What Is The Difference Between Divorce & Separation?

man and woman holding hands in front of grey and white panelled wall. they are looking on opposite directions.

Posted by heritagelawoffices on Oct 28, 2021 in Blog, Divorce Law, Family Law

Many people consider the terms “divorce” and “separation” to be interchangeable – but this is not the case.

At the most basic level, a divorce means that you are no longer legally married while separation indicates that you and your spouse are living separate lives but are still legally married under the court.

While this distinction may seem simple, it’s important to understand the difference between divorce and separation in order to understand the implications of each.

As a newlywed, you probably didn’t think about getting a divorce or separation. However, splitting up is an unfortunate reality for many married couples and it’s important to understand your options.

Keep reading to learn about these important differences and some of the circumstances that dictate why a couple may choose one option over the other.

What is Divorce?

Divorce is the solution for many couples that experience a breakdown in their marriage. Couples that choose to file for divorce will no longer be legally married.

This means that any spousal benefits are lost and certain provisions outlining child custody, property ownership, spousal support, etc. must be outlined before a divorce is granted.

In some circumstances, the court may grant a divorce on the promise that these issues will be dealt with at a later date.

The Divorce Process in Alberta

When filing for divorce, you will need the necessary grounds for doing so. These include living separate and apart from your spouse for 1 year, adultery, or physical/mental cruelty.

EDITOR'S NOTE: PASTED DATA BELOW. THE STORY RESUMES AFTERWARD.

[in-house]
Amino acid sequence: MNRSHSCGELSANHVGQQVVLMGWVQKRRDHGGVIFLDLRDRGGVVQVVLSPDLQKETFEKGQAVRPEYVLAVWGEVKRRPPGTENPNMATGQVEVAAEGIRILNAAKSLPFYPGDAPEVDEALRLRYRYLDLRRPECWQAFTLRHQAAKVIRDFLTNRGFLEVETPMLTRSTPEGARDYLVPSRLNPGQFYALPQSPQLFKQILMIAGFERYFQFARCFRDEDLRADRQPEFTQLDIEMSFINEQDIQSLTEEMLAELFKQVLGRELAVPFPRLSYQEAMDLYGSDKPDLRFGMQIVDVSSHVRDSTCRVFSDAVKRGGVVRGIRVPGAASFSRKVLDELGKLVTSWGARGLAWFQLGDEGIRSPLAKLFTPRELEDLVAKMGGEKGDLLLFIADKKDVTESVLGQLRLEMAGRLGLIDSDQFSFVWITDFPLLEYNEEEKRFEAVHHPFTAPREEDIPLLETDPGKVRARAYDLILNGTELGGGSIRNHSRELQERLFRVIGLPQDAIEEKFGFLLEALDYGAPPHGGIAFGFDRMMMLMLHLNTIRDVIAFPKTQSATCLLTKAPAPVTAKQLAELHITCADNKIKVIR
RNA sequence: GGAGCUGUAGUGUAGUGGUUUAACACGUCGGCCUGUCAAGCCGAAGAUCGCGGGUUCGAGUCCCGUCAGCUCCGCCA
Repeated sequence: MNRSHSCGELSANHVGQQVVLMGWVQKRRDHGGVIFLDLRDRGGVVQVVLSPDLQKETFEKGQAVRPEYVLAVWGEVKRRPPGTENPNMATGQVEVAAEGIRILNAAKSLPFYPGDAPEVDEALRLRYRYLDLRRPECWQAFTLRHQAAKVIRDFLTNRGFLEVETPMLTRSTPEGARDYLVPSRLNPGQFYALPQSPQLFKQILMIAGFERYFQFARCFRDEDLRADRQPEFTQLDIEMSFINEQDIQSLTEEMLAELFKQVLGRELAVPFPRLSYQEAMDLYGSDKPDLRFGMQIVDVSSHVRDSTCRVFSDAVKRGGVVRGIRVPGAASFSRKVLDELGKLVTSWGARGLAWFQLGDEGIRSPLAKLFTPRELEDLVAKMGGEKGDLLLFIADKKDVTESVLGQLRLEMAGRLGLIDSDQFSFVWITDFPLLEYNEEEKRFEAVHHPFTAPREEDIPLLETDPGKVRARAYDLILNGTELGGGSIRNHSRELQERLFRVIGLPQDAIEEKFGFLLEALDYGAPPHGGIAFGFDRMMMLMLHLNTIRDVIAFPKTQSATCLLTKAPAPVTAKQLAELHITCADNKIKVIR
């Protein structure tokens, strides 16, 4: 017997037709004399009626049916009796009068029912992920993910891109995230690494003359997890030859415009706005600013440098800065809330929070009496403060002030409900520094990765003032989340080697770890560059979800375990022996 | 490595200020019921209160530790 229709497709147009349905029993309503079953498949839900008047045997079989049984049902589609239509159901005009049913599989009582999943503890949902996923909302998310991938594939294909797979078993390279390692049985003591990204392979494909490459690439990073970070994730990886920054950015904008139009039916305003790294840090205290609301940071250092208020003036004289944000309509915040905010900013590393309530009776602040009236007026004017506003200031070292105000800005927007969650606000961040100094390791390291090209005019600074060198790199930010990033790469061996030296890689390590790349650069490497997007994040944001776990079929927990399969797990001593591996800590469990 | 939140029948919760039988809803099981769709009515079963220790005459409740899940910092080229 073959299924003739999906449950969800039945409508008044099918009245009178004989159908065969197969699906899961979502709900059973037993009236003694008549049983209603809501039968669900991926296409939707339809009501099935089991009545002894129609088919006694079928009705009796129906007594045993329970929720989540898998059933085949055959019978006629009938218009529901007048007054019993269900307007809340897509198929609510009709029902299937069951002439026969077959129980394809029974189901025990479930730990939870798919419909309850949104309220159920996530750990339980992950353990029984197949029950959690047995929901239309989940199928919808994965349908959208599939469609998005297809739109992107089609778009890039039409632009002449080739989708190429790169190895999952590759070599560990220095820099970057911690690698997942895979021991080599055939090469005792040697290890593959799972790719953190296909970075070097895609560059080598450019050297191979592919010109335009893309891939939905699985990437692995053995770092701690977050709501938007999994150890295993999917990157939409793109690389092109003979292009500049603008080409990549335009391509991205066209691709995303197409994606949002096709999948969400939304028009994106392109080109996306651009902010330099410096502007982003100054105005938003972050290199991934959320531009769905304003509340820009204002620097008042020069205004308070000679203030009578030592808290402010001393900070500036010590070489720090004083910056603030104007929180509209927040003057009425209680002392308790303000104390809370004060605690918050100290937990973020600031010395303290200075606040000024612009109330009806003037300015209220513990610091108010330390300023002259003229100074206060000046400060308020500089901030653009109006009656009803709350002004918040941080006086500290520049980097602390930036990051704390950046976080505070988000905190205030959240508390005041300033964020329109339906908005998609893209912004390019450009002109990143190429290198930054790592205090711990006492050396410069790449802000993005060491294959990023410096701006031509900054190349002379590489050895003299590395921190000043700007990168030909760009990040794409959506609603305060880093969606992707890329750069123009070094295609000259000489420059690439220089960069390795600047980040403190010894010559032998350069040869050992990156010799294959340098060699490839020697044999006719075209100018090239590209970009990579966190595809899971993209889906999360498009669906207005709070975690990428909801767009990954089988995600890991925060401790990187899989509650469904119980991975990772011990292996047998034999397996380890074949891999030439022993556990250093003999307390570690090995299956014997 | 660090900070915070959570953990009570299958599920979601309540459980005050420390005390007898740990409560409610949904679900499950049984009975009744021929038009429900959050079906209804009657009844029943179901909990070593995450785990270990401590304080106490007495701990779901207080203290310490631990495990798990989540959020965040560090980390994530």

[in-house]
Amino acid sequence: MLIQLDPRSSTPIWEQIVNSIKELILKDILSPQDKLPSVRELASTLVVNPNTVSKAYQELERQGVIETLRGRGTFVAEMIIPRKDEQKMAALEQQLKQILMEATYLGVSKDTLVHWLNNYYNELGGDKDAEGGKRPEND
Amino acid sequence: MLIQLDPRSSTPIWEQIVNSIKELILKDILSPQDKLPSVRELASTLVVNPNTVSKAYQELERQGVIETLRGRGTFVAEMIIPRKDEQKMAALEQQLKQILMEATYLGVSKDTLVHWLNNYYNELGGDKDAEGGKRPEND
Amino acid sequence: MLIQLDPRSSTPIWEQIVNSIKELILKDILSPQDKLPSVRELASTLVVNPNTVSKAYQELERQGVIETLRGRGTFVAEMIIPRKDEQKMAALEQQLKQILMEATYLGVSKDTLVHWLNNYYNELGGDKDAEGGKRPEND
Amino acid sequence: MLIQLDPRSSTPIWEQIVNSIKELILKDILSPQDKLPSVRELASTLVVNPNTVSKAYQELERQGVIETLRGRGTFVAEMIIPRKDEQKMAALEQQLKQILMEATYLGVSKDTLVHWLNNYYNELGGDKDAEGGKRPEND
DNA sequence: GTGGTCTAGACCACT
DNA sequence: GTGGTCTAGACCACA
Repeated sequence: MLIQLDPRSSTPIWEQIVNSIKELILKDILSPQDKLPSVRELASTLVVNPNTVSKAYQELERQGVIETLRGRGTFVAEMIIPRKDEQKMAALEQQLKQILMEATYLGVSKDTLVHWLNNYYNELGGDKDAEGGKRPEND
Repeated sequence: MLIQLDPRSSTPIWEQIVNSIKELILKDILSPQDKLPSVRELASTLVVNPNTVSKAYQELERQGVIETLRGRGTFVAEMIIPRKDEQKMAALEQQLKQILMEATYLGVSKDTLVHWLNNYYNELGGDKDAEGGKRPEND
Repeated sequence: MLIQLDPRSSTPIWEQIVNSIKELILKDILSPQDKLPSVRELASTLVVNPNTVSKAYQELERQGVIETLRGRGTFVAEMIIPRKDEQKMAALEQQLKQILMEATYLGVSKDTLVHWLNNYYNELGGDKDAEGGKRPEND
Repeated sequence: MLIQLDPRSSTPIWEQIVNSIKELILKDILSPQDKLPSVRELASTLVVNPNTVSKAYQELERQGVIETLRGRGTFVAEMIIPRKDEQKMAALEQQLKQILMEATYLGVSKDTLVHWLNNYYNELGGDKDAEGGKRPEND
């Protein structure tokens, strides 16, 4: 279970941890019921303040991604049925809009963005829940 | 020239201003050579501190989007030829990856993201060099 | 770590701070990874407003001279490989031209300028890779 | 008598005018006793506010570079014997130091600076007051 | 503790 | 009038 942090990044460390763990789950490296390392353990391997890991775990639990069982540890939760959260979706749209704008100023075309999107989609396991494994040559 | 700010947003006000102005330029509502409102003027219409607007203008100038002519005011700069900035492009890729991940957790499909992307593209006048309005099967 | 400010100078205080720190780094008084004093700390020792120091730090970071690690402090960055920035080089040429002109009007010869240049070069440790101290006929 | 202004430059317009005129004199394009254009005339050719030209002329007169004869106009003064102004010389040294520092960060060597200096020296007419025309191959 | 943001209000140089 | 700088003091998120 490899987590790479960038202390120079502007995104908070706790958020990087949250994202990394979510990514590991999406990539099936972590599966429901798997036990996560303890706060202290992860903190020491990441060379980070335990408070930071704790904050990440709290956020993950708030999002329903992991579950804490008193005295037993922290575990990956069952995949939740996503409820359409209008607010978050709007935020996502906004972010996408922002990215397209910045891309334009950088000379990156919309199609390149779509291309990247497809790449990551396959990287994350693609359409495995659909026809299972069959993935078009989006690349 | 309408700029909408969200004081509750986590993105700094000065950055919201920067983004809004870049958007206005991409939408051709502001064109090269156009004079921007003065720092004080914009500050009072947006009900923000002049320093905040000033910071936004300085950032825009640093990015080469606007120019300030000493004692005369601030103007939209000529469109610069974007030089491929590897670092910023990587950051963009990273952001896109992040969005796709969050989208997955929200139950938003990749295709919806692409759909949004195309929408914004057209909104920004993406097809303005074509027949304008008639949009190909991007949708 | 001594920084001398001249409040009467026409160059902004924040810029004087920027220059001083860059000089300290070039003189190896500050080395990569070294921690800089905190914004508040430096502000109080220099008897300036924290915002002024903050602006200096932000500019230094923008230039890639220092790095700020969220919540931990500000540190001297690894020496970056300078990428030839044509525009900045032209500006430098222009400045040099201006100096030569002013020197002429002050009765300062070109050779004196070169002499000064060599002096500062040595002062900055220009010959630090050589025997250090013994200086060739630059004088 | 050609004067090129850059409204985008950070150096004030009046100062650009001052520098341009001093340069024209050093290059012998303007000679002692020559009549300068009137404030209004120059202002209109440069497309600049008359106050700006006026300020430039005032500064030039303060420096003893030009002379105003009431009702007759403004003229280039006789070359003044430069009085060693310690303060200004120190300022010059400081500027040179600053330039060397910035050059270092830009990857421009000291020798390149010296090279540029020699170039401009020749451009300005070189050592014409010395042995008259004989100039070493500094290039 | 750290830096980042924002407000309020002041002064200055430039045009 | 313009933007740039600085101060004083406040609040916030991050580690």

While a lawyer is not required to file for divorce, having one is highly recommended. They can properly prepare the required documents as well as help you in making your claims.

Once the divorce is filed with the courts, a copy must be served to your spouse and they will have 20 days to reply to your claim (one month if they are outside of Alberta and two months if they are outside of Canada).

If your spouse agrees with the terms of the divorce, there is no court hearing and a judge will review your claim and grant a divorce judgment. From there, your divorce will be considered finalized after 31 days.

If your spouse does not agree, they can contest the divorce. This means you will have to take your claim to court.

Why Do Couples Choose Divorce?

Here are some of the reasons why a couple may choose to divorce rather than separate:

  • One or both spouses may be looking to remarry or have hopes of remarrying in the future.
  • There is no clear benefit (medical insurance, pensions, etc.) to either spouse that would warrant staying legally married.
  • One spouse no longer wants any connection with the other spouse including having them as their next of kin.
  • The couple is already separated and wishes to terminate the marriage.